Fruit breeding is a ponderous process, a science spanning decades to procure the perfect seedling to bring to market. For Jayasankar Subramanian of the University of Guelph, that moment has arrived with the creation of two new varieties of Japanese plums and two of early peaches, which are expected to be in the market for growers shortly.
The end result is the culmination of 18 years of research and testing to produce viable crops that producers and consumers alike will demand.
The crop has to be dependable and resilient for farmers to add to their fields, long-lasting and tough to survive days or even weeks of transport, and succulent and delicious enough, of course, for the end consumer to actually purchase. Subramanian believes he has bred just such a product.
“We started looking through (the seedlings),” he says, which were first planted by his predecessor at the university in 1999. “And we filtered out from about 800 such seedlings, and we came out with a handful – like six or seven – that are of interest to the growers. And of those six seven, these two are the prime material that will be released.”
But for Subramanian, a plant agriculture professor and researcher at the university’s fruit-breeding facilities, at 18 years, the development cycle for these fruit was actually fairly quick.
It can take between five to 10 years just for a seed to fruit; another three to five for cleaning, where the seeds are inspected and scrubbed for possible diseases; and another four to six to multiply a viable seed for market. As a whole, the process can typically take 20 to 35 years or even more.
Subramanian’s plum varieties have been selectively bred to be far less susceptible to common diseases plaguing the conventional varieties like black knot, as well as easier to transport. Regular plums have a problem of losing their colour and becoming translucent and oily after a week or so in storage, which destroys their market value,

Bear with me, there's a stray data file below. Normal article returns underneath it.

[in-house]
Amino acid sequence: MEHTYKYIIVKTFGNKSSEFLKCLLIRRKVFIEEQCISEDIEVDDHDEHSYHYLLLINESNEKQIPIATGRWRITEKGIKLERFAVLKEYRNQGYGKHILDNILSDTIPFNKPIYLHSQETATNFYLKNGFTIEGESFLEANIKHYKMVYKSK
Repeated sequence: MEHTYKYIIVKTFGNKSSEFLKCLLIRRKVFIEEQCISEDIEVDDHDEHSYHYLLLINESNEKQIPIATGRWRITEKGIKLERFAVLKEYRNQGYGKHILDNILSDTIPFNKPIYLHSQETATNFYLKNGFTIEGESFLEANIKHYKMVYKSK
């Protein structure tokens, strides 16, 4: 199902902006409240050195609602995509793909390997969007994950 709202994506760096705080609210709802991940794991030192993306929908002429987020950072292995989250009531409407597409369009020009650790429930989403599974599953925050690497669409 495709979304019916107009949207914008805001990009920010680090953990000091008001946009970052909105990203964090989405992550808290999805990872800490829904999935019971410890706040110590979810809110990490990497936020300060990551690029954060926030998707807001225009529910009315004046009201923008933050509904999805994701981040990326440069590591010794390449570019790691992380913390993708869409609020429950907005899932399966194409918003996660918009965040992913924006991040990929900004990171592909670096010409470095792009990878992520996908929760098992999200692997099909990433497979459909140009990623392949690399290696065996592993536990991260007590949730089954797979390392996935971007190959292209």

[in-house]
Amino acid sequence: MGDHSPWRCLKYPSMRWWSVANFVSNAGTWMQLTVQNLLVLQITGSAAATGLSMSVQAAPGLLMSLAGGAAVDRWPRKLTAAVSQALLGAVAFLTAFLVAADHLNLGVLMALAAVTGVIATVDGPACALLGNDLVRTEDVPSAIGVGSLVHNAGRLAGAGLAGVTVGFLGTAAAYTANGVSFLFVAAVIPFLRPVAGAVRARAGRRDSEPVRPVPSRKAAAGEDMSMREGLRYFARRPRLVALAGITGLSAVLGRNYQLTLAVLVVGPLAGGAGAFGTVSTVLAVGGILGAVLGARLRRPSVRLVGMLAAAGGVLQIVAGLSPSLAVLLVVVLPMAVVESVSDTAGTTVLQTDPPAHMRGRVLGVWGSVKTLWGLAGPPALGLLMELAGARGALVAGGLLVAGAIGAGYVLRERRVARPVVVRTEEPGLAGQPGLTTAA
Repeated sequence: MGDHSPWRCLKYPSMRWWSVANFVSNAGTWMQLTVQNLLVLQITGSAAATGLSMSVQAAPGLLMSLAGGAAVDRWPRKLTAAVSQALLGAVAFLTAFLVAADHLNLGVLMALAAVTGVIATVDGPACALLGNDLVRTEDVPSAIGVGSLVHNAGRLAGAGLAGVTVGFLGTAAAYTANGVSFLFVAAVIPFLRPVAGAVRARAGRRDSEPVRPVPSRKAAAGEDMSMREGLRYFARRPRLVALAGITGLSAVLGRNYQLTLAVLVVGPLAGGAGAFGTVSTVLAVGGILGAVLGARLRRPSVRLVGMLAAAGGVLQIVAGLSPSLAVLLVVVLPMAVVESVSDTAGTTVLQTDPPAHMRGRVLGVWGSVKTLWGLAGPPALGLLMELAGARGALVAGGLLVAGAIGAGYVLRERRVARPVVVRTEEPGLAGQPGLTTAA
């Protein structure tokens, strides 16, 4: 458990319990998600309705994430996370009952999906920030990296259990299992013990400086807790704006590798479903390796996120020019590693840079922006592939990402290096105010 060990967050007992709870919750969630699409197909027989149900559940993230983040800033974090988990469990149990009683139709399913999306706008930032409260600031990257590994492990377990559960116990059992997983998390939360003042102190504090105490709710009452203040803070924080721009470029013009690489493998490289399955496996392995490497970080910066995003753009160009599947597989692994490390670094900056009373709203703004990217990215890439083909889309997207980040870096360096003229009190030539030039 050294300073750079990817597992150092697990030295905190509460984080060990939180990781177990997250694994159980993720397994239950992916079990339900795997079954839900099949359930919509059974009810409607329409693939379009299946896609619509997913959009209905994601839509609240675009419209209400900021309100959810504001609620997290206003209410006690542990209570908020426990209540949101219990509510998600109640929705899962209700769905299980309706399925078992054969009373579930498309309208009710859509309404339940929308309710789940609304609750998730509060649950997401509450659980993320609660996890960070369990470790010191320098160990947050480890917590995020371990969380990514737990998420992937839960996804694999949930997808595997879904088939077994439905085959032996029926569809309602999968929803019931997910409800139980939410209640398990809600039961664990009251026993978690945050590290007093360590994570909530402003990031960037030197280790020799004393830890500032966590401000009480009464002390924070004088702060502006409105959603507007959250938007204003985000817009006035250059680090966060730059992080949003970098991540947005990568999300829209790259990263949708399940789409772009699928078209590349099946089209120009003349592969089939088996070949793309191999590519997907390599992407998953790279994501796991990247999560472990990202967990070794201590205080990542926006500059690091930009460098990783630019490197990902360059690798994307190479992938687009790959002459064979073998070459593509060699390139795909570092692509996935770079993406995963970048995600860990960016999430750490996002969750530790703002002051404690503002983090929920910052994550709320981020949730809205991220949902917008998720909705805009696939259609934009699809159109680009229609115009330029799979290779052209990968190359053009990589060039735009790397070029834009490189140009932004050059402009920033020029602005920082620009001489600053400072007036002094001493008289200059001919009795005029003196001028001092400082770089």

“Our varieties are in every aspect pretty much similar to the existing plums, but the only thing is it is much larger and it stays opaque even after two or three weeks of storage, and it is a lot more resistant to black knot than the existing variety.”
The peaches too, have been improved, though in a different way. Subramanian’s breed are designed for an early harvest so that the fruit can compete with its American cousins, which are harvested earlier. By pulling back the harvest date, Ontario farmers can have a shot of getting their peaches to grocery stores at the same time as U.S. peaches.
“The main thing they look for is a good variety that will come early in the market. The reason for that is typically we get ours first from the U.S. because they are in the southern latitude so they flower. See our peaches flower only in May whereas their peaches … might flower in late February or early March.” To make up for the delay, Canadians need to find ways to get their peaches to market faster.
But after years of careful craftsmanship, Subramanian is anticipating seeing his creations in the supermarkets.
“When I see my varieties out in the market shelf, there is no equal to it. That is the ultimate feeling for a breeder. Especially if you just go in as a consumer, walk in the market and you see your varieties on the shelf, and people say good things about your variety. That’s like your child winning a big prize at a national level, or something like that,” he says.